FTC Returning $436,000 to Consumers Scammed in Non-Existent Money-Lending Scheme

On February 17, the FTC announced that it is mailing checks to 2,031 consumers who lost money as part of a business opportunity scheme that cheated consumers out of more than $7 million. The compensation follows a 2013 complaint filed by the Commission focused on 20 individuals and eight companies who, according to the Commission’s allegations, “falsely claimed consumers would earn up to $3,000 per month by referring small businesses to the defendants to obtain an average loan or cash advance of $20,000, and that they could operate a profitable business from their home.”  The defendants were charged with engaging in unlawful conduct by: (i) falsely claiming consumers would earn substantial income; (ii) repeatedly calling consumers who told them not to call, often times using obscenities and threats, as well as calling numbers listed on the National Do Not Call Registry; and (iii) failing “to provide specific information to help consumers evaluate a business opportunity…and making earnings claims without substantiation,” in violation of the FTC’s Business Opportunity Rule.

The FTC obtained judgments and settlements in 2015 totaling over $7.3 million, and banned 18 defendants from similar telemarketing activities.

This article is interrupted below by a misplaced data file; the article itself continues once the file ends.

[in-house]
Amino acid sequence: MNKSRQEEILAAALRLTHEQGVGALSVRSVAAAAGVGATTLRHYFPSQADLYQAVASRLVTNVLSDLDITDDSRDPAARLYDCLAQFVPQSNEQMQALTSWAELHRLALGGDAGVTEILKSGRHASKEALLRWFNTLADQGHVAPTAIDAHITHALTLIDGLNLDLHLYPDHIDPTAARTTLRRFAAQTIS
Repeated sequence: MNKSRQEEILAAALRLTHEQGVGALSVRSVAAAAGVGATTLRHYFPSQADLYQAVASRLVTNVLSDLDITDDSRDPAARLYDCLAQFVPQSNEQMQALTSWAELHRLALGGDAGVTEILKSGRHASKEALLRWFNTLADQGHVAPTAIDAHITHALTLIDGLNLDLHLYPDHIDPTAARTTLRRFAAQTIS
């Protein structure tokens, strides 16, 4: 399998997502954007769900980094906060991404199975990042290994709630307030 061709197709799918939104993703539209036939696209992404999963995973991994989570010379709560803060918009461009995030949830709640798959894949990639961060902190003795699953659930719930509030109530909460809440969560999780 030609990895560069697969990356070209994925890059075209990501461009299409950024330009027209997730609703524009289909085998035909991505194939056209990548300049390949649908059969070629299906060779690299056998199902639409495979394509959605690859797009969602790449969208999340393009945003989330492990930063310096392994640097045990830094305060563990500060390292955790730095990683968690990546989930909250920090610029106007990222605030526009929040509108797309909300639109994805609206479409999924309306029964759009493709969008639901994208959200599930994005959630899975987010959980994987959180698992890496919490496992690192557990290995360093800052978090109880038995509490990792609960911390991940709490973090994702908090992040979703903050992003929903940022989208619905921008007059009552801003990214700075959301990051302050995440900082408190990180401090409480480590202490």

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CFPB Seeks Comments on New Initiative Intended to Increase Transparency in Student Loan Servicing Market

On February 16, the CFPB announced a request for comments on an information collection plan titled “Student Loan Servicing Market Monitoring.” The proposed plan will collect student loan data from the largest student loan servicers in order to provide the Bureau “with a broader and deeper look into the student loan market, with a focus on key areas that might put consumers . . . at risk.” Key areas of examination will be: (i) the total size of the student loan market; (ii) borrowers who seek to repay their loans based on how much money they have (Income-Driven Repayment plans); (iii) borrowers who face the greatest risk of default; and (iv) borrowers with private student loans who experience financial distress. Comments must be submitted on or before April 17, 2017.